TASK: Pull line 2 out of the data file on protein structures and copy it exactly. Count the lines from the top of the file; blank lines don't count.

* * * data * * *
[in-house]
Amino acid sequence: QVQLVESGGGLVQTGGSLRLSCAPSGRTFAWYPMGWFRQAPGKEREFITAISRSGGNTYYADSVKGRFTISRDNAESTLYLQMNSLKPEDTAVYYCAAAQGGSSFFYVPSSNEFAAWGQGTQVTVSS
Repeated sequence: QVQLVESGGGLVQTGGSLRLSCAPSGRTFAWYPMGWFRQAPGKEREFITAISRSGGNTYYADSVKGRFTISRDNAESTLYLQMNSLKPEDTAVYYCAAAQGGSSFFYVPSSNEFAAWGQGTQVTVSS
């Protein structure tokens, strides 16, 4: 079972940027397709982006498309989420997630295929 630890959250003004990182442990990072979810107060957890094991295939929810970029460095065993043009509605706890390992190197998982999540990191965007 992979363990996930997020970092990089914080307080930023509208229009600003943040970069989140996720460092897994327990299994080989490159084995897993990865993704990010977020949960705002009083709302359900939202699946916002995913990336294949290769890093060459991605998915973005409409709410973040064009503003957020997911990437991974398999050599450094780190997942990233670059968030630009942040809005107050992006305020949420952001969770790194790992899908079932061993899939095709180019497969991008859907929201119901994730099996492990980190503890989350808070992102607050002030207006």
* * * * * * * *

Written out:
Amino acid sequence: QVQLVESGGGLVQTGGSLRLSCAPSGRTFAWYPMGWFRQAPGKEREFITAISRSGGNTYYADSVKGRFTISRDNAESTLYLQMNSLKPEDTAVYYCAAAQGGSSFFYVPSSNEFAAWGQGTQVTVSS